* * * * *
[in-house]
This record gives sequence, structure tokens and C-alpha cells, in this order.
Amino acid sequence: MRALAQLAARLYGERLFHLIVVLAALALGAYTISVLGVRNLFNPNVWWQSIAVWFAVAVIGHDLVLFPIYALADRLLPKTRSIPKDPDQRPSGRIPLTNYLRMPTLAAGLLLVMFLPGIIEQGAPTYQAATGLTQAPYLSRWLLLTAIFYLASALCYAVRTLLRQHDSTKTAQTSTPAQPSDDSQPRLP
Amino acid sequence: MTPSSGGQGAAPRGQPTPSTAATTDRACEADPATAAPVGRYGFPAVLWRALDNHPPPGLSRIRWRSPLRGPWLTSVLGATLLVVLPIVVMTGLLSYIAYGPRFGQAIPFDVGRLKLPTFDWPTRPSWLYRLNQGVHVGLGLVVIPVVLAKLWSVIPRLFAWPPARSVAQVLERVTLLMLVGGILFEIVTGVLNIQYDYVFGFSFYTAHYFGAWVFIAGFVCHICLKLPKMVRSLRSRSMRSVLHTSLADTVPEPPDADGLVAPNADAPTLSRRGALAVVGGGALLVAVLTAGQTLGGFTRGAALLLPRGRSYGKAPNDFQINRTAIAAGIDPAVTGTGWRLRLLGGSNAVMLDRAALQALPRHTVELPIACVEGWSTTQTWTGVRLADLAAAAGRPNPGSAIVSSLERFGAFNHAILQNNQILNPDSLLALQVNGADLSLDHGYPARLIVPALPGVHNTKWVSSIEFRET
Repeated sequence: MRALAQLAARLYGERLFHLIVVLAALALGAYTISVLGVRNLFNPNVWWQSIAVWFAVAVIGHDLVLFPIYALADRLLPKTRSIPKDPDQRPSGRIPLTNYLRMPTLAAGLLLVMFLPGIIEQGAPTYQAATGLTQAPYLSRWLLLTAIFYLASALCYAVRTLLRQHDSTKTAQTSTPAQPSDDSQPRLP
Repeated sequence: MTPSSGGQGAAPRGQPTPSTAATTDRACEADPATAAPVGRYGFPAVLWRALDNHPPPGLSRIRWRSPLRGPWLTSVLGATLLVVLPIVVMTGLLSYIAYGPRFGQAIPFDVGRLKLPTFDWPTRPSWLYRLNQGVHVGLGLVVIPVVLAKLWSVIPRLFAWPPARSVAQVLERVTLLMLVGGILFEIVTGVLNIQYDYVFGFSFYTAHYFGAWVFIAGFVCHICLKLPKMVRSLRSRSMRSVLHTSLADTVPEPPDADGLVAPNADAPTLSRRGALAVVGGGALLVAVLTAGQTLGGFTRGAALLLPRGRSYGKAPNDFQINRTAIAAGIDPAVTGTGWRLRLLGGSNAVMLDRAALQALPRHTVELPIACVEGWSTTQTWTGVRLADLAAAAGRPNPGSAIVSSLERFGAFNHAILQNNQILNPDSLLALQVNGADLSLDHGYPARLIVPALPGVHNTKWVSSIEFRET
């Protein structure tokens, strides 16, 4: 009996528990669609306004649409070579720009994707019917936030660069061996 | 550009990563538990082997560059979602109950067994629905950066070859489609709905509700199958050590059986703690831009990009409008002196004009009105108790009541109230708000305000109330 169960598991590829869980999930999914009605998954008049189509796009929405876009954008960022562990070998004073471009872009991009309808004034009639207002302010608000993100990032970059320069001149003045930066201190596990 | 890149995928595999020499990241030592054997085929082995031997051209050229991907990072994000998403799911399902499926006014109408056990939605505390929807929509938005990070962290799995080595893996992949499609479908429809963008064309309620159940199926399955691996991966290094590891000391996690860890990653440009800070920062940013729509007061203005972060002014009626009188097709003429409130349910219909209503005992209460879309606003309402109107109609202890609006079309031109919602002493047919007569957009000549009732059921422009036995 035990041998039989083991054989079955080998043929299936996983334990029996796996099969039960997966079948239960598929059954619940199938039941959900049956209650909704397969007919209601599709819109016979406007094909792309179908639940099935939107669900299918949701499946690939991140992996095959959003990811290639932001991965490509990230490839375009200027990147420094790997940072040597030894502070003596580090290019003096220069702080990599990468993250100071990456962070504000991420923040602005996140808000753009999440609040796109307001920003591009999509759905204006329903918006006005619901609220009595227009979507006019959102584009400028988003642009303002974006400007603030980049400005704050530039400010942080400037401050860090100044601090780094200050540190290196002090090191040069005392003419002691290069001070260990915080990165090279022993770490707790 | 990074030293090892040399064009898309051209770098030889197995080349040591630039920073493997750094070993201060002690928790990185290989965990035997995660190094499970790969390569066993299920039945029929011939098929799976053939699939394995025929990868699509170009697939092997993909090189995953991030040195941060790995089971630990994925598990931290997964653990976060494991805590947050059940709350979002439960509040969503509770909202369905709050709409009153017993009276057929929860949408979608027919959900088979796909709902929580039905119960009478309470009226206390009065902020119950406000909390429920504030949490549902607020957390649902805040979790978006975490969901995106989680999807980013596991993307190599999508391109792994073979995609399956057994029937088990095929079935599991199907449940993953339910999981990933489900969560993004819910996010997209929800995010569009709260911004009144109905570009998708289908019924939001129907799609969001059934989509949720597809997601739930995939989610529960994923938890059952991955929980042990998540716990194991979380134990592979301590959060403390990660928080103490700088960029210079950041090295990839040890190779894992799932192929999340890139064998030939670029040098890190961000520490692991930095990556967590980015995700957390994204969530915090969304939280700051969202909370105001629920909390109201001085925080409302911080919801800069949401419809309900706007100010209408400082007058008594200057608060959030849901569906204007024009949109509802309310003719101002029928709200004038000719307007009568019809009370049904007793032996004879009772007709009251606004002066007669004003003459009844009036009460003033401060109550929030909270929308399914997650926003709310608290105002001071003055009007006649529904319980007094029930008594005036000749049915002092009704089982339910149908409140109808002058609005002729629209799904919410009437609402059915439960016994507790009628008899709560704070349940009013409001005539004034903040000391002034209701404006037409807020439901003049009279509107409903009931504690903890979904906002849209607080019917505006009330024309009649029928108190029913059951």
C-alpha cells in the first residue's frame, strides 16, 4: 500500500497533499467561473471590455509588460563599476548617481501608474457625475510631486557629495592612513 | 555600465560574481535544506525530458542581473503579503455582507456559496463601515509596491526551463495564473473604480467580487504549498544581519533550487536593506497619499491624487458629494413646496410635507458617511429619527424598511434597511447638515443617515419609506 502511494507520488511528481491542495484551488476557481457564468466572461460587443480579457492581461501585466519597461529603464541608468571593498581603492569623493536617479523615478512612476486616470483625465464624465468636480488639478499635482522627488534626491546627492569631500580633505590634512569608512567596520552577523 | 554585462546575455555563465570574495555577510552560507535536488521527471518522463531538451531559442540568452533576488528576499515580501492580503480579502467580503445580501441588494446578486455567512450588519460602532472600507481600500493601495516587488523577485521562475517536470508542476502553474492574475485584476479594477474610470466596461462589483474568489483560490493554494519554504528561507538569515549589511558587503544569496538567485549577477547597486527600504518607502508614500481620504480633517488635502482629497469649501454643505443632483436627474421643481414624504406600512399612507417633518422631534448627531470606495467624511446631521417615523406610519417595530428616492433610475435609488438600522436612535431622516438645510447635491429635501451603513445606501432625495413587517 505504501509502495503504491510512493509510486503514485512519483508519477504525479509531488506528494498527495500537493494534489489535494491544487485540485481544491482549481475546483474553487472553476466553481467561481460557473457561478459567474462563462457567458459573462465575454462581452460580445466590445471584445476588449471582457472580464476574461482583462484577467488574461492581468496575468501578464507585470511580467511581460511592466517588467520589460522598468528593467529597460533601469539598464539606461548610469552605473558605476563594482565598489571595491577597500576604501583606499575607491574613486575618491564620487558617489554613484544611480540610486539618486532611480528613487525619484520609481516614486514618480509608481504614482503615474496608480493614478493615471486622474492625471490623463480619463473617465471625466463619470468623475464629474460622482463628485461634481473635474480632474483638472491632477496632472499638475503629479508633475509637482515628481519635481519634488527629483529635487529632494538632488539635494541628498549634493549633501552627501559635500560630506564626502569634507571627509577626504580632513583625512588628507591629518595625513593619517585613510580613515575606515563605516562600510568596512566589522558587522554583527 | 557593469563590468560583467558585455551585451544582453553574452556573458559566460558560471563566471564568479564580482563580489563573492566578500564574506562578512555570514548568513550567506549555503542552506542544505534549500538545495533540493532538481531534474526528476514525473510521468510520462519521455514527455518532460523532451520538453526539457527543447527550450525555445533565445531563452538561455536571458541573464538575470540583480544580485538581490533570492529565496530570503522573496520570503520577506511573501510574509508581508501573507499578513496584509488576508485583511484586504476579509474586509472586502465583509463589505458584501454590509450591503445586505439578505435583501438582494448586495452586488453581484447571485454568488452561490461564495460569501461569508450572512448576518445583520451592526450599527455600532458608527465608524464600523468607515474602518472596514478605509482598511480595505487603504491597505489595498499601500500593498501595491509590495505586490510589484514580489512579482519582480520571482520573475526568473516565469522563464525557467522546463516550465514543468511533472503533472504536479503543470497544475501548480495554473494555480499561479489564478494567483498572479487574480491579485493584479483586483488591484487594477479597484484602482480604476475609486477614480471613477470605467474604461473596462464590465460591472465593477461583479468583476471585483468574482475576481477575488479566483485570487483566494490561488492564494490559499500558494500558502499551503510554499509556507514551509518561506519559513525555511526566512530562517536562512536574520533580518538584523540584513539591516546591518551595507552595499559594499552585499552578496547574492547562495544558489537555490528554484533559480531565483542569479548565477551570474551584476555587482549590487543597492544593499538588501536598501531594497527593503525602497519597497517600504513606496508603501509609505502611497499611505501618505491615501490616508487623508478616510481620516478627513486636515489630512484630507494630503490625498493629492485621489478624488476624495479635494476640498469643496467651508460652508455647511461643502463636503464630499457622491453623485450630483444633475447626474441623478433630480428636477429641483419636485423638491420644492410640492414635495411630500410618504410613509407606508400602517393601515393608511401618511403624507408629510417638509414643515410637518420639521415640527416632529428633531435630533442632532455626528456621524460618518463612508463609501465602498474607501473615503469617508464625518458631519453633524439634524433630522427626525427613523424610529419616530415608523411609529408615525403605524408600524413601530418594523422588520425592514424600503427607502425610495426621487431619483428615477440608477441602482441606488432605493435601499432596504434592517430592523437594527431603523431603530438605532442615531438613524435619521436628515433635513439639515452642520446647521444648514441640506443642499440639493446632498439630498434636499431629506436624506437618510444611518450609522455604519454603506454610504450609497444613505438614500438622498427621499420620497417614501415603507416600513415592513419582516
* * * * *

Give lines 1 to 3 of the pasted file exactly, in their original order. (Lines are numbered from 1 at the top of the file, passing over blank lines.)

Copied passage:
[in-house]
This record gives sequence, structure tokens and C-alpha cells, in this order.
Amino acid sequence: MRALAQLAARLYGERLFHLIVVLAALALGAYTISVLGVRNLFNPNVWWQSIAVWFAVAVIGHDLVLFPIYALADRLLPKTRSIPKDPDQRPSGRIPLTNYLRMPTLAAGLLLVMFLPGIIEQGAPTYQAATGLTQAPYLSRWLLLTAIFYLASALCYAVRTLLRQHDSTKTAQTSTPAQPSDDSQPRLP